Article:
Graduates of this program are NOT eligible to apply for licensure as a professional counselor. This is a 39- to 40-semester-hour program that provides broad-based training in psychological assessment and intervention as well as in the theory and research that supports these practices. This program is designed for those who are currently employed in fields such as social work, counseling, nursing, or business, and wish to broaden their areas of expertise. Students who wish to seek the professional counselor’s license (LPC, or later, LCPC) should apply to the Clinical Psychology (Counseling Practice) MA program.
Program governance and personnel
The Department of Psychology appoints a Program Evaluation Group (PEG) to oversee the administration and development of the MA programs in clinical and clinical psychology (counseling practice) psychology. The PEG is led by the director of Clinical MA Programs and is additionally composed of the director of training (who oversees practicum placements) and several other faculty members appointed each academic year. In addition, each year a student in one of the clinical MA programs is invited to represent student interests on the PEG. The PEG is responsible for decisions on student admission and for recommendations on student dismissal.
Applicants must meet the graduate admission requirements of the university as detailed in the Policies and Procedures section of the university web site and have completed at least 18 semester hours in psychology at the undergraduate level with at least a 3.0 (B) average. Undergraduate courses must include general psychology, abnormal psychology, introductory statistics, research methods, theories of personality, and one junior/senior level undergraduate course.
Some students may be admitted with undergraduate deficiencies. In such cases, undergraduate courses may be taken concurrently with some graduate courses with the permission of the program director, but these courses will not earn graduate credit. Continuation in the program is conditional upon satisfactory completion of all undergraduate deficiencies.
Ethical, professional, and interpersonal competency. Because the psychology programs prepare mental health practitioners, the department is accountable to the public regarding the development of professional and ethical behavior. Thus, in addition to the evaluation of academic performance, students will be evaluated regularly on appropriate professional and interpersonal behavior. Students who fail to meet academic standards or fail to meet expectations of appropriate professional and interpersonal behavior will be considered for dismissal from the program.
Regarding the final project: All students must complete a final project as a requirement for graduation. The final project can be a thesis, an internship, or a two course concentration sequence.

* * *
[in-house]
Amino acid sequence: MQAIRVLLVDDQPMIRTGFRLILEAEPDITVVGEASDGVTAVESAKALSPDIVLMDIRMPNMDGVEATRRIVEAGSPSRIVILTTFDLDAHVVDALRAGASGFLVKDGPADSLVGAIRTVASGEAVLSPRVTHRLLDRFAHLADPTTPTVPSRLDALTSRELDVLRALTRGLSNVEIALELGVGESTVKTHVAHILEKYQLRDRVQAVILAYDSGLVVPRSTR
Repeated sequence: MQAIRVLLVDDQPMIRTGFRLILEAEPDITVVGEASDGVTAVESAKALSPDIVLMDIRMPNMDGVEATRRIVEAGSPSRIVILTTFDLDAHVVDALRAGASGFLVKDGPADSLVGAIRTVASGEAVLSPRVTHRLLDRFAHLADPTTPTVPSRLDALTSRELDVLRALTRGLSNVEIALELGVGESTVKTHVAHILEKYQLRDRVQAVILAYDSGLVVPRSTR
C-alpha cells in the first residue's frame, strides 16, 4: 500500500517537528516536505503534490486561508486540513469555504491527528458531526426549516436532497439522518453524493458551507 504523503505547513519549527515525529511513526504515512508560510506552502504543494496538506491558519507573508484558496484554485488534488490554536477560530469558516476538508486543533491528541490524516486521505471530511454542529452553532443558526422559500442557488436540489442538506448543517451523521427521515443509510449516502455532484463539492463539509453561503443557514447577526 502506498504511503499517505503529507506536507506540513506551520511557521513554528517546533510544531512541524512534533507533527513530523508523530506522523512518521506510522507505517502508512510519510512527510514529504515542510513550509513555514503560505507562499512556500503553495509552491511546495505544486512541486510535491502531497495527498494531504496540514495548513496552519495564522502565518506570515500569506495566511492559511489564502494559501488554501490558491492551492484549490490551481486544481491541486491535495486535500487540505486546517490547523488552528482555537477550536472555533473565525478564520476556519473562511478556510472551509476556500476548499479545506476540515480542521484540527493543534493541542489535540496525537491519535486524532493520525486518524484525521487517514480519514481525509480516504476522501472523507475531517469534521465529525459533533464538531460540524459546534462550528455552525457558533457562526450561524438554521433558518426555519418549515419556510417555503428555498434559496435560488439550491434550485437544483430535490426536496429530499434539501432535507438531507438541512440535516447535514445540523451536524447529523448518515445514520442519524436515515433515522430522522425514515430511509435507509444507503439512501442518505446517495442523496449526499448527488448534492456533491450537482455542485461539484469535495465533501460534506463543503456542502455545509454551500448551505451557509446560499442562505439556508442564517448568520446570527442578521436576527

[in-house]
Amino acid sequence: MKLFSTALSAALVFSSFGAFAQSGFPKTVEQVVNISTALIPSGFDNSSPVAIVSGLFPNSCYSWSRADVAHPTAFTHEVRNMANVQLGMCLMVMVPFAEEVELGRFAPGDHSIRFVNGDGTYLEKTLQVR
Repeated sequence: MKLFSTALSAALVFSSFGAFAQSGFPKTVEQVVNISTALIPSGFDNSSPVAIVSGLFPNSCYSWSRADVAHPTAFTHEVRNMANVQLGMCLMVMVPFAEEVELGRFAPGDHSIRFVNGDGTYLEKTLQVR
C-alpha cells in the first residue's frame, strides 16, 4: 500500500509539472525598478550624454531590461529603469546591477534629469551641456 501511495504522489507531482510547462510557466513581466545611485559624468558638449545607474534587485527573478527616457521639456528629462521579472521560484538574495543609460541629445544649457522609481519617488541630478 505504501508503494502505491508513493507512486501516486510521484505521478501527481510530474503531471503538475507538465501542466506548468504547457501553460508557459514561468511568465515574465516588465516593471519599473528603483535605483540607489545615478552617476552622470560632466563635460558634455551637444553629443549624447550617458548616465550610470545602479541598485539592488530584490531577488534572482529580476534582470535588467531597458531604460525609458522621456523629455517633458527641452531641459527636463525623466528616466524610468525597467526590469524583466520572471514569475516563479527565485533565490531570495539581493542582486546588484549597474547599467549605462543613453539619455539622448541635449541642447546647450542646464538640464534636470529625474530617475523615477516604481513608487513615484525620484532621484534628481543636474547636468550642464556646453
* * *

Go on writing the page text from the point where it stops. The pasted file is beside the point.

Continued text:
Thesis (Psyc 690 - 3 credits taken twice): The thesis involves the design, execution, and analysis of an empirical study. A student may begin formal thesis work after meeting the competency requirement and successfully completing PSYC 407 and PSYC 530. The student must select a two-member faculty committee for supervision. The committee chair must be a member of the Department of Psychology faculty. Adjunct faculty may serve on thesis committees only with the permission of the chair of the Department of Psychology. In a thesis project, the student first develops a written research proposal in consultation with his/her committee. When completed, the proposal is defended orally before the thesis committee. If the proposal is approved, the thesis research may begin. When the study is completed and written, the thesis is defended at a final oral examination before the committee. A description of final project requirements may be found on the Roosevelt University website. All research involving human subjects must also be approved by the University’s Institutional Review Board (IRB). A student who has not completed a thesis within the semesters of regular registrations must maintain continued registration during fall and spring semesters until completion of the project by registering for the appropriate zero-credit course (Psyc 690Y).
Practicum/internship (Psyc 697A and Psyc 697B): The terms "practicum" and "internship" are often used interchangeably in the field. The internship consists of not less than 750 hours of professionally supervised training and service in an approved agency or institution, over a period of not less than two semesters. Clinical Psychology students may begin an internship only after meeting the competency requirement and completing all course work. Students who intend to complete an internship must contact the department’s director of training for information on possible internship sites and application information. Absolutely no internship credit will be granted for work completed before obtaining the written approval of the internship site supervisors and the director of training. Given the time demands of the internship experience, it is never possible for a student to maintain full-time employment during the semesters in which internship is completed. A student who has not completed the internship project within the semesters of regular registrations must maintain continued registration until completion of the project by registering for the appropriate zero-credit course (Psyc 697Y).
Concentration sequence: Students may elect a two-course concentration sequence as the final project. The two courses must be selected from within one of the thematically organized concentrations listed below. Concentration sequence courses may not also be counted as general electives or as therapy electives.
Choose two from one set below:
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